JBC defers voting anew; Carpio, De Lima still in the running
(Updated 4:14 p.m.) The Judicial and Bar Council (JBC) on Friday deferred for the fifth time its voting on who will be included in the shortlist of nominees for the chief justice post, Rep. Niel Tupas Jr., a member of the JBC, said.
The JBC made the decision after the Supreme Court dismissed the disbarment case filed against acting Chief Justice Antonio Carpio, leaving him still in the running for the top high court post.
At the same time, the development came after the decision of the JBC to disqualify Justice Secretary Leila de Lima, Securities and Exchange Commission chairperson Teresita Javier Herbosa, and Solicitor General Francis Jardeleza due to pending cases against them was blocked by one of its members.
In an interview with reporters, Tupas said they discussed during Friday's meeting the pending cases against the four aspirants for the chief justice post and its effect on their respective bids.
"Sino ba ang disqualifed under the rules and we all reached a consensus: the acting chief justice [is] no longer disqualifed because of the decision of the Supreme Court this morning dismissing the [disbarment] case, but yung tatlong applicants are disqualified," he said.
But he quickly added that there was a motion to suspend the rules so that those with pending cases would also not be disqualified.
Although refusing to identify the member who made the motion, Tupas said the move came from "the executive." The Executive Department's representative in the CJ selection is Undersecretary Michael Frederick Musngi.
Tupas said the motion to suspend the rules was likewise opposed by another JBC member. He also refused to identify the JBC member.
He then explained that the JBC has to decide such matters unanimously because these were questions of "integrity" and that each member has a veto power.
"No consensus was reached [so] we decided that it is time to reset," he said.
Final voting on August 13
The JBC voting has been reset to Monday, August 13.
"Monday should be the last resetting," said Tupas, noting that the deadline to appoint the next chief justice was nearing.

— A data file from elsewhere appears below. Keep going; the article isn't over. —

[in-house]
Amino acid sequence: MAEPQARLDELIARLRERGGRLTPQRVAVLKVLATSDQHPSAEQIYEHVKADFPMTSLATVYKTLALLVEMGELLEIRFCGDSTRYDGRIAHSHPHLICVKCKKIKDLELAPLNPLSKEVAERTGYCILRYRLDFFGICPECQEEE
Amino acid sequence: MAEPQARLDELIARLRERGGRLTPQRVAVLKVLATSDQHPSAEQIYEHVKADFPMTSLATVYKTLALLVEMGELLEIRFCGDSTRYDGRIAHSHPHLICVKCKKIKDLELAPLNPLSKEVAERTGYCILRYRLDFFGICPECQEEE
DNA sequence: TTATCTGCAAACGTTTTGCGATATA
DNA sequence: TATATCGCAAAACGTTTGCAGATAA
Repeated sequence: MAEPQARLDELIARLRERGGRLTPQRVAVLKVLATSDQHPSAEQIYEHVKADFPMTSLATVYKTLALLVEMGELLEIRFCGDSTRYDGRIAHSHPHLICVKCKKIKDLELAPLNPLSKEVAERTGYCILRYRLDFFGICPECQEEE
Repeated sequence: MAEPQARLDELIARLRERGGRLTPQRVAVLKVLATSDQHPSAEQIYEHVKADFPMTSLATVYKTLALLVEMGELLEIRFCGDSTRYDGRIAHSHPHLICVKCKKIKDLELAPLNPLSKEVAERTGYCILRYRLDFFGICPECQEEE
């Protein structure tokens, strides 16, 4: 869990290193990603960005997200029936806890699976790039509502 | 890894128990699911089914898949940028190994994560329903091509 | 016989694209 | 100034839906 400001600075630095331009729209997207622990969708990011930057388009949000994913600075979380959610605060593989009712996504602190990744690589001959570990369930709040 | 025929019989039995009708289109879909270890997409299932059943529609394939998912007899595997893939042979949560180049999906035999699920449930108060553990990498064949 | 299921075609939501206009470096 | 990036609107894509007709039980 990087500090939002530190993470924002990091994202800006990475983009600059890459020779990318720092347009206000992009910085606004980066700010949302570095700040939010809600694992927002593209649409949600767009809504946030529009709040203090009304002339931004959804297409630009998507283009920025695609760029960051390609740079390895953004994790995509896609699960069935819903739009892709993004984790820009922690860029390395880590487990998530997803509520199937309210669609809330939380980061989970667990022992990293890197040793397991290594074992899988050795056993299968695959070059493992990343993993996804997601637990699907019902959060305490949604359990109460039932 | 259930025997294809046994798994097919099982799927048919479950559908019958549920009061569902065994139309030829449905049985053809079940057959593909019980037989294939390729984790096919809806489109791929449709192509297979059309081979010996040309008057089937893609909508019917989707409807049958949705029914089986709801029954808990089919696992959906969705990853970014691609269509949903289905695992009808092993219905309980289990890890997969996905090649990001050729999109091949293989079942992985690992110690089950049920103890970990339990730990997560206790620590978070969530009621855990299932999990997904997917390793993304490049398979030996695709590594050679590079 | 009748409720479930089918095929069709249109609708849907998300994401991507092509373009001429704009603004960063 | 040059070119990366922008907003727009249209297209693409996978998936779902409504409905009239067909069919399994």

Under the 1987 Constitution, the President has 90 days—or until August 27—to fill the post left vacant with the conviction of former Chief Justice Renato Corona. But the President must appoint the country's 24th chief justice based on the shortlist provided by the JBC.
The JBC concluded last month its four days of public interviews with the 20 candidates for the chief justice post.
But the voting has been postponed four times before, initially because of the problem with Congress' representation in the JBC and just recently, because of the inclement weather in Metro Manila.
De Lima's pending cases
On Thursday, De Lima had accused the high tribunal of deliberately sitting on her disbarment cases.
“Why did they have to really sit on those disbarment complaints, which they could have easily disposed of several months ago? Now that I am nominee (for chief justice), ‘yun na ngayon ang pinaka magiging block,” De Lima told reporters at the House of Representatives.
She also questioned the timing of the high court’s referral of her disbarment cases to the Integrated Bar of the Philippines (IBP).
The IBP has twice rejected De Lima’s appeal to junk the disbarment cases filed against her. The DOJ chief asked the IBP to “summarily dismiss” the complaint citing lack of merit.
The IBP, however, said that it could not grant De Lima’s request, since the SC asked the body to pursue its probe on the Cabinet official’s cases.
During Friday's press briefing, Guerra likewise that the high court could not simply have junked the disbarment cases against De Lima since there was "preliminary finding of merit" in the complaint.
De Lima’s pending disbarment cases include one filed by Attorney Agustin Sundiam and the other by Attorney Ricardo Rivera.
De Lima was accused by Sundiam of publicly bashing former Chief Justice Renato Corona. On the other hand, Rivera wanted De Lima disbarred following the Justice chief's defiance to a temporary restraining order issued by the high court that allowed former President Gloria Macapagal-Arroyo to travel abroad late last year. — RSJ, GMA News
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